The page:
A few years ago, I wrote an eleven-part series on getting a book published. (You need to unfortunately read it from the bottom up since the top post is the eleventh or final post.) A bunch of people told me that it was helpful, and I’m obviously still open to answering any questions as you try to get a book published. But book publishing is a pretty small part of getting an MFA. The much larger focus is on becoming a better writer, and part of that is trying your hand at various exercises. I think there is a lot of common, usable good that can come from an MFA program especially in regards to blog writing and building a blog, but it’s a pretty inaccessible degree. Unless you get a fellowship, it’s an expensive degree in the sense that it isn’t easy to make back the money spent. And not many writers have the time to commit to finishing a writing degree.
So I’m offering it for free. The contents of my brain and seven straight years of workshop. Oh, and the experience I’ve had as an editor of two literary magazines, writing professor, two books, and a handful of published poems. I’m not the only one for the job — there are far better writers on the Internet and I’ll be yanking them in here from time to time — but I am the one who is offering up all this content and all my connections for free. And hey, free is good.
I’m calling it MFA Sunday School because I’ll post on most Sunday mornings. If you don’t want to follow along, skip that first post on Sundays (since I have a tendency to also write my own thoughts about life on Sundays as a warm up for other writing). If you do want to follow along from home, you can either read the post on Sundays or read the post at your leisure. Collect them up in your Google Reader and do the exercises in your spare time. The comment section of the posts will be for people to post a link to their own work (due to length, I’m going to ask people to post on their own blogs and then just leave a link that people can follow back to your space. Unless you don’t have a space on the Web, and then feel free to post the whole piece of writing) and they will be open indefinitely.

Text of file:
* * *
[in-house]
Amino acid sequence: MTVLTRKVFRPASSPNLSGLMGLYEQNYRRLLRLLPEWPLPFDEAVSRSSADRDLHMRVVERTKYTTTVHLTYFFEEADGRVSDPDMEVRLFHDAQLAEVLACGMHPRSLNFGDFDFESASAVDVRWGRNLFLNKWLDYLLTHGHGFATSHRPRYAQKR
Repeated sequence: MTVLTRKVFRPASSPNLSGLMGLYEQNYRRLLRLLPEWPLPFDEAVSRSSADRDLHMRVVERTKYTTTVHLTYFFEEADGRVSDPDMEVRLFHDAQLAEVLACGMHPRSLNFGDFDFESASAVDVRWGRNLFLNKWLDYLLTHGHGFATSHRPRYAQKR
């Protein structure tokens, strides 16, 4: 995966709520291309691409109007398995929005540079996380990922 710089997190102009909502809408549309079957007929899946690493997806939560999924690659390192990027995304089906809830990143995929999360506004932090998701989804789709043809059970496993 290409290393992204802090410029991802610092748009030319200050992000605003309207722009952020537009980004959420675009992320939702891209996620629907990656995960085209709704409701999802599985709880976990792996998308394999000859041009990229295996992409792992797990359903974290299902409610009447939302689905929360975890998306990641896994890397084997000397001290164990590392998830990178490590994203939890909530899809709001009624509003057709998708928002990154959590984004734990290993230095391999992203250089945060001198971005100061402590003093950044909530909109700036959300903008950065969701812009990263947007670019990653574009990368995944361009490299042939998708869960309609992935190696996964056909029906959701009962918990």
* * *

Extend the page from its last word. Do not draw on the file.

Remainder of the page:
MFA Sunday School will cover the basics of poetry — free form and fixed form. The basics of short story writing. How to dissect fiction and then use what you learn to enhance your own work. How to develop a novel. How to write creative non-fiction. How to look at your own work with a critical eye. How to submit to literary magazines. How to pitch to editors. How to form a relationship with a writing partner and look at each other’s work with a critical eye. Critique of query letters. And any other topics you’d like to know about that are usually covered in an MFA program.